In microbiology, microorganisms may be named after well-known scientific personalities to honour them. Such eponyms are common in the natural sciences, such as pasteurisation (after the microbiologist Louis Pasteur).
In the recently published study "The gender gap in names of prokaryotes honouring persons", Dr Heike M. Freese and Associate Professor Dr Markus Göker from the Leibniz Institute DSMZ-German Collection of Microorganisms and Cell Cultures GmbH, in collaboration with three other researchers, investigated the origin of the names of 23,315 prokaryotes, of which 2,018 names honour persons. Prokaryotes are microorganisms without a nucleus and include both bacteria and archaea. The researchers expected a gender discrepancy even before the study began.
However, they also wanted to investigate whether the situation had improved in recent decades, as the proportion of women in microbiology has increased considerably.
A comparison of all honoured persons from 1823 to 2022 shows a large difference between names honouring a man (84.4 %) and names honouring a woman (14.8 %). Although more prokaryotes have been discovered and named in recent decades due to methodological advances, only four per cent of those honoured in 1993 and 2015 were women, compared to zero per cent in 1991. Overall, the gender gap has barely narrowed since the first woman was honoured in 1947. However, the number of women whose contributions to microbiology could have been recognised has increased considerably over time. This gender gap may be due to the fact that many of the highest and most prestigious positions continue to be held by men.
This study is the first on the naming of prokaryotes from a gender perspective and aims to motivate other researchers to gradually close the gender gap. Naming prokaryotes after females could at least increase the visibility of women who have contributed to microbiology or other sciences, helping young women to find role models. There are a sufficient number of outstanding female scientists to choose from when naming species.
Freese HM, Giner-Pérez L, Oren A, Göker M, Arahal DR. The gender gap in names of prokaryotes honouring persons. Int J Syst Evol Microbiol. 2023 Nov;73(11). doi: 10.1099/ijsem.0.006115.
PhDr. Sven-David Müller, Head of Public Relations, Leibniz Institute DSMZ-German Collection of Microorganisms and Cell Cultures GmbH
Phone: ++49 (0)531/2616-300
About the Leibniz Institute DSMZ
The Leibniz Institute DSMZ-German Collection of Microorganisms and Cell Cultures is the world's most diverse collection of biological resources (bacteria, archaea, protists, yeasts, fungi, bacteriophages, plant viruses, genomic bacterial DNA as well as human and animal cell lines). Microorganisms and cell cultures are collected, investigated and archived at the DSMZ. As an institution of the Leibniz Association, the DSMZ with its extensive scientific services and biological resources has been a global partner for research, science and industry since 1969. The DSMZ was the first registered collection in Europe (Regulation (EU) No. 511/2014) and is certified according to the quality standard ISO 9001:2015. As a patent depository, it offers the only possibility in Germany to deposit biological material in accordance with the requirements of the Budapest Treaty. In addition to scientific services, research is the second pillar of the DSMZ. The institute, located on the Science Campus Braunschweig-Süd, accommodates more than 85,000 cultures and biomaterials and has around 220 employees. www.dsmz.de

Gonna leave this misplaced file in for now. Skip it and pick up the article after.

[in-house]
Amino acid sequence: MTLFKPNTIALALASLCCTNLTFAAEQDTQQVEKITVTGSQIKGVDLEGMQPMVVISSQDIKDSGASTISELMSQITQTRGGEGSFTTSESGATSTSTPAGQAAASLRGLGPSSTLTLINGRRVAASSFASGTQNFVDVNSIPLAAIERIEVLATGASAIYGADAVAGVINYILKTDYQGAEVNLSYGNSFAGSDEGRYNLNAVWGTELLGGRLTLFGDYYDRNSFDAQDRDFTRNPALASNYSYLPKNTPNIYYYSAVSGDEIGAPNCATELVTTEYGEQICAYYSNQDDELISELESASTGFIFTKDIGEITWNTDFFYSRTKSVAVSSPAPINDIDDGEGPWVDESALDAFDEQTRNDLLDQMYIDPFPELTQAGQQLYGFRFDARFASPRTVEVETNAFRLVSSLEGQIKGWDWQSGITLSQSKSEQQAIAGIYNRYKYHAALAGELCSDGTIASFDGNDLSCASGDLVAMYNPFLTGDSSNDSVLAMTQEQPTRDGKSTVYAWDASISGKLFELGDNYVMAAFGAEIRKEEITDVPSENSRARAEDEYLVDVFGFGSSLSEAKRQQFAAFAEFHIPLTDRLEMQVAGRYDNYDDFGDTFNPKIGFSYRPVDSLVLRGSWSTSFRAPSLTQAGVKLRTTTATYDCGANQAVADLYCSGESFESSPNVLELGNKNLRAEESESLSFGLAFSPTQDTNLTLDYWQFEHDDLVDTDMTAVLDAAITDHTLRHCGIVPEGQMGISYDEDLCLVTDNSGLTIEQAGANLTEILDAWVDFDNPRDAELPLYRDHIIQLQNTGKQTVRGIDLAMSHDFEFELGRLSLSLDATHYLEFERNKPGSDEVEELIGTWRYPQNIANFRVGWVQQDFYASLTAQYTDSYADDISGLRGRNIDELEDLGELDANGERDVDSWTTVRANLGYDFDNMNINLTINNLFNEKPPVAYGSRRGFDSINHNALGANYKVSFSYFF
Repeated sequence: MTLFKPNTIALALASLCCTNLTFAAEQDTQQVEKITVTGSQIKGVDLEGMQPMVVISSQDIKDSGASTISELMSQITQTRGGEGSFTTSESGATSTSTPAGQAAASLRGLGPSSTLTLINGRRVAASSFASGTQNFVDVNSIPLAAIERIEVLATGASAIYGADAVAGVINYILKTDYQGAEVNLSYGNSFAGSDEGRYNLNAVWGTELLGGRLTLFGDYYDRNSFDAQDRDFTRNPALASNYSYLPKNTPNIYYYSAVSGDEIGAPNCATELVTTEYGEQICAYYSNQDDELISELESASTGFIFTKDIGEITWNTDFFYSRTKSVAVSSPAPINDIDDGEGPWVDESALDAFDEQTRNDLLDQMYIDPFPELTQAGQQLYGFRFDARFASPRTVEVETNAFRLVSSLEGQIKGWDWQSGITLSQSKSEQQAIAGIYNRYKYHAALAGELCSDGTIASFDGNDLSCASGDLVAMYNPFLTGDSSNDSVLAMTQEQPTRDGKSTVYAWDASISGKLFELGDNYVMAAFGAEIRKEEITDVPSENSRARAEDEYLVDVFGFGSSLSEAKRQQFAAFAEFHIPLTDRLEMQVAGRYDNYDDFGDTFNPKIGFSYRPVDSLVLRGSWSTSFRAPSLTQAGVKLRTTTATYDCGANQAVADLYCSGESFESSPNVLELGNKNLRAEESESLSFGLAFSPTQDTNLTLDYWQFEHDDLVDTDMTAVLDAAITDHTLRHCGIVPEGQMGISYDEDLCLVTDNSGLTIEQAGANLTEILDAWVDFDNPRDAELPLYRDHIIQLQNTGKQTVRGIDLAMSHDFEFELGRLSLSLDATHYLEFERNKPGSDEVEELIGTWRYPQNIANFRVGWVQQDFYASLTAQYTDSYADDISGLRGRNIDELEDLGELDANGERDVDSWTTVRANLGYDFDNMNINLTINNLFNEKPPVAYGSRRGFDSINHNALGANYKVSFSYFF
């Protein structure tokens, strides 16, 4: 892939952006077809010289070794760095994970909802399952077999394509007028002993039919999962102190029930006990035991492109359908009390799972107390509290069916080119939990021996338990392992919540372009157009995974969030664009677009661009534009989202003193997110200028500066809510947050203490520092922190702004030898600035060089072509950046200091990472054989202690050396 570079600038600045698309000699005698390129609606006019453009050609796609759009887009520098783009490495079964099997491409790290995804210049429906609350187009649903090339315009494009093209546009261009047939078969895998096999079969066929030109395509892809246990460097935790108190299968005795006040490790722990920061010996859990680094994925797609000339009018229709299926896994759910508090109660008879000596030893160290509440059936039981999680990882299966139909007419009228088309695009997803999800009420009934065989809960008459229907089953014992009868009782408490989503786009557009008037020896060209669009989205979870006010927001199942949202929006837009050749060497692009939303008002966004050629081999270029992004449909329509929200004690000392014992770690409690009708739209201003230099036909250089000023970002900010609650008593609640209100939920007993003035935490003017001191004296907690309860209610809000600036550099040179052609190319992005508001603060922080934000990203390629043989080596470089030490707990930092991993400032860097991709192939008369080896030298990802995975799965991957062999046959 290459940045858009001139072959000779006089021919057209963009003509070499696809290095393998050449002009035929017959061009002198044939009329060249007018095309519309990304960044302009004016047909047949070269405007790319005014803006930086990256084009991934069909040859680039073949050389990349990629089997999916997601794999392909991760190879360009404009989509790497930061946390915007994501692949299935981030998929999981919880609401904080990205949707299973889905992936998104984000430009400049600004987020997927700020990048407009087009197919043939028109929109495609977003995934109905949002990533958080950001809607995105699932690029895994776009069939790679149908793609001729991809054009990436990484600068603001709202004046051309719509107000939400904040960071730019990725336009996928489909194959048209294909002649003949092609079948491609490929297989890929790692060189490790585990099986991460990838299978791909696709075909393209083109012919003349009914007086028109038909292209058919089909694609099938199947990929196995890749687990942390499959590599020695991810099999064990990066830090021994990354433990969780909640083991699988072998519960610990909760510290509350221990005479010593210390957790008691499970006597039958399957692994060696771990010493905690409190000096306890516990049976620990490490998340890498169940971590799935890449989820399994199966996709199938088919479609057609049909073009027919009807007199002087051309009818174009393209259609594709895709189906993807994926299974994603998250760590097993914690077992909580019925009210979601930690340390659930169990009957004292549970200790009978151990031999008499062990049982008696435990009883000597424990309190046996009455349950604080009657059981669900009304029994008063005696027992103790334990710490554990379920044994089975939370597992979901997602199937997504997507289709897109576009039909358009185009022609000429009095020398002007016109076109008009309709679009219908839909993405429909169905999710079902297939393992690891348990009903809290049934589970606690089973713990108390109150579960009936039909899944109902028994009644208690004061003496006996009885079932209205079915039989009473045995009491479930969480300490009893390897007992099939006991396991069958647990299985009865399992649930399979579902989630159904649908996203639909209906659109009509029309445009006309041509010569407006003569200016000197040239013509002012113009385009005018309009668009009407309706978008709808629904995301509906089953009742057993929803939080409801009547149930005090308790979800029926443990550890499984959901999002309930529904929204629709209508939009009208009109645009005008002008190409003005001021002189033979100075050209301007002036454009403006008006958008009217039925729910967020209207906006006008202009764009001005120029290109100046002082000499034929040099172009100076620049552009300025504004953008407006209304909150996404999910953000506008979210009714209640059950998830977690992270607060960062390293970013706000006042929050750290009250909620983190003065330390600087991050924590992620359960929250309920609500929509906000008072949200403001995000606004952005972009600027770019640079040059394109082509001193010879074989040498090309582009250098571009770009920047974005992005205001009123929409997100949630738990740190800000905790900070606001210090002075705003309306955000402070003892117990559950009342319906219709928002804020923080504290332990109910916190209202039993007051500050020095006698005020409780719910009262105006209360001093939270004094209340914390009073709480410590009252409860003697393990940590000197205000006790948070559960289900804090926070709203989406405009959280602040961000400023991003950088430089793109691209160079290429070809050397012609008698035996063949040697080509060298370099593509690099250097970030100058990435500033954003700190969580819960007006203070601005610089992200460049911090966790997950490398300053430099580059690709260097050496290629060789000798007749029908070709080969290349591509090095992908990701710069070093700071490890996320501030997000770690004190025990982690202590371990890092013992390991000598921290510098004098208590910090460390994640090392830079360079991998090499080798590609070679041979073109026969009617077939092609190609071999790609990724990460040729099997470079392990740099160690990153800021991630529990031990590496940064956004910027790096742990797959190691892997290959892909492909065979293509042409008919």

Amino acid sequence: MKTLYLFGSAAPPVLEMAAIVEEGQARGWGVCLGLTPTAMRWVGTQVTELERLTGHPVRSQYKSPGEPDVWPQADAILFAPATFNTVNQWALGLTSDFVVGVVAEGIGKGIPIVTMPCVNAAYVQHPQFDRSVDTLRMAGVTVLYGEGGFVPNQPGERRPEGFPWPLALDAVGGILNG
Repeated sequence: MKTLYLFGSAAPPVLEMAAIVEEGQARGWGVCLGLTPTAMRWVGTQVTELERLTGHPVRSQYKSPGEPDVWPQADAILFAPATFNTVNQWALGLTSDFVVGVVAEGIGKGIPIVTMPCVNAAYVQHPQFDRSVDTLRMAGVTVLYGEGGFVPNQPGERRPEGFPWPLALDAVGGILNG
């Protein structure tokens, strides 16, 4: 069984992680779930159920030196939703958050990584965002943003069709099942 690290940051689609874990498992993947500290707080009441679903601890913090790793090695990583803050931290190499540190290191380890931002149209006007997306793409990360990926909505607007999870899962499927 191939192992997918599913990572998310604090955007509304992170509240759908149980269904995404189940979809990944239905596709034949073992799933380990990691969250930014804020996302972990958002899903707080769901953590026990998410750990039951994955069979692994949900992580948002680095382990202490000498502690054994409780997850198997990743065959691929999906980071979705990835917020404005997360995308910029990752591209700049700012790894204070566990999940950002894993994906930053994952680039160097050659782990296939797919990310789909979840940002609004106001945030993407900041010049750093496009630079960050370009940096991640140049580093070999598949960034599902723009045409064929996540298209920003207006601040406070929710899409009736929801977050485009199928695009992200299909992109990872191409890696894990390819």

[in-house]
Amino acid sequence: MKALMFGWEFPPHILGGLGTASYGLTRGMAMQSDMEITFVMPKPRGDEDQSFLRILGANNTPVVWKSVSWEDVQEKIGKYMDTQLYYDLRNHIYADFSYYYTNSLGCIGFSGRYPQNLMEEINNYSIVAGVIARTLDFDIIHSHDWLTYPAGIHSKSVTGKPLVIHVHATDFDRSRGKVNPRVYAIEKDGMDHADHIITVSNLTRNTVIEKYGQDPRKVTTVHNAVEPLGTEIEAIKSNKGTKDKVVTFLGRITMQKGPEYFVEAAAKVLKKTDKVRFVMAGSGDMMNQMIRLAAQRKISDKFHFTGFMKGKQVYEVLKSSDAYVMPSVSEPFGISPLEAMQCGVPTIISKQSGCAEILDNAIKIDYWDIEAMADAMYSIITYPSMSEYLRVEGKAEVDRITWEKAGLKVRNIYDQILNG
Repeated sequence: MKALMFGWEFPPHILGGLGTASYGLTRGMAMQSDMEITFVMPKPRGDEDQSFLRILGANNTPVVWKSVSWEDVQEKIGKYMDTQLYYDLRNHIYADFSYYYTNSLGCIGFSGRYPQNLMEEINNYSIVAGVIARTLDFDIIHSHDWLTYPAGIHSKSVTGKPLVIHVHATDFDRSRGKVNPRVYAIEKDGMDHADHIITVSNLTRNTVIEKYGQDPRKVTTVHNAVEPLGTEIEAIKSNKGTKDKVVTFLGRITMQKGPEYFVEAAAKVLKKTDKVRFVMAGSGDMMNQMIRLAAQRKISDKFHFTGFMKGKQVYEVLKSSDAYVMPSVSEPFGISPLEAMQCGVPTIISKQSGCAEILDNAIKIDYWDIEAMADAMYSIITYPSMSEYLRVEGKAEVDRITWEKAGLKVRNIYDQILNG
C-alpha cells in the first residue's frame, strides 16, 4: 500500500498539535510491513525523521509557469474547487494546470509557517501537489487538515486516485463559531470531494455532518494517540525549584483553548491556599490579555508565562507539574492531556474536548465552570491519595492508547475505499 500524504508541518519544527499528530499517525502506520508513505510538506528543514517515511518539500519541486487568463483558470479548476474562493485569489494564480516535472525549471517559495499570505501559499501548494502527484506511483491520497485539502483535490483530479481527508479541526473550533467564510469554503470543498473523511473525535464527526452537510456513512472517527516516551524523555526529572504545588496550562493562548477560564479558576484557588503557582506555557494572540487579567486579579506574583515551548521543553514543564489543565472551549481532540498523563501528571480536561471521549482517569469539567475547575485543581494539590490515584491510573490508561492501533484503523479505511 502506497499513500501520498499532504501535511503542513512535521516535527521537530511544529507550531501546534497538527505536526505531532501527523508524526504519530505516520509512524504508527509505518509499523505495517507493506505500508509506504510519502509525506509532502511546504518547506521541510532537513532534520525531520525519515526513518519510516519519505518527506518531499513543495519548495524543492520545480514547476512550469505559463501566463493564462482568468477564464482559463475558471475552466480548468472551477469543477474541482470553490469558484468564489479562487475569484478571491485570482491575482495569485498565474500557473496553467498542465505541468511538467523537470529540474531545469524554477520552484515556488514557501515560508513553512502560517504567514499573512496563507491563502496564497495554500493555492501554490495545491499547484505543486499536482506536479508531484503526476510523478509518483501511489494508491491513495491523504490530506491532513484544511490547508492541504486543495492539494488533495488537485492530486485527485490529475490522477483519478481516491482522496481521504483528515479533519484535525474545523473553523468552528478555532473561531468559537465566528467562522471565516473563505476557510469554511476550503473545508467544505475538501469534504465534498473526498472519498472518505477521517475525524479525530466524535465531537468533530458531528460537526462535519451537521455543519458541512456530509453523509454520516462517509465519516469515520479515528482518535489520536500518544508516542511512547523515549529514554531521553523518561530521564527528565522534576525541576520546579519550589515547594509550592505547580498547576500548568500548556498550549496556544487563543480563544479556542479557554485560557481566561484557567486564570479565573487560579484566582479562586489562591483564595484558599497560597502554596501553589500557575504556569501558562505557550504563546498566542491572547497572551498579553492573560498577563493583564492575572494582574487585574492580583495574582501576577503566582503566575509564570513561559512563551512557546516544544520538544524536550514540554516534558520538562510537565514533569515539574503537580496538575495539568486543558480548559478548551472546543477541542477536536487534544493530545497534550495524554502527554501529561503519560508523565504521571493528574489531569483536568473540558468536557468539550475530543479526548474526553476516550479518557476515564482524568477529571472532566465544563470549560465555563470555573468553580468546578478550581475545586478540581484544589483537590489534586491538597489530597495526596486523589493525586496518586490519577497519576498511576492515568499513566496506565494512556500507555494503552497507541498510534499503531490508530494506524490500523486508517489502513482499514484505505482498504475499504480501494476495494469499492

The Leibniz Association
The Leibniz Association connects 97 independent research institutions that range in focus from the natural, engineering and environmental sciences via economics, spatial and social sciences to the humanities. Leibniz Institutes address issues of social, economic and ecological relevance. They conduct basic and applied research, including in the interdisciplinary Leibniz Research Alliances, maintain scientific infrastructure, and provide research-based services. The Leibniz Association identifies focus areas for knowledge transfer, particularly with the Leibniz research museums. It advises and informs policymakers, science, industry and the general public. Leibniz institutions collaborate intensively with universities – including in the form of Leibniz ScienceCampi – as well as with industry and other partners at home and abroad. They are subject to a transparent, independent evaluation procedure. Because of their importance for the country as a whole, the Leibniz Association Institutes are funded jointly by Germany’s central and regional governments. The Leibniz Institutes employ around 20,500 people, including 11,500 researchers. The financial volume amounts to 2 billion euros. www.leibniz-gemeinschaft.de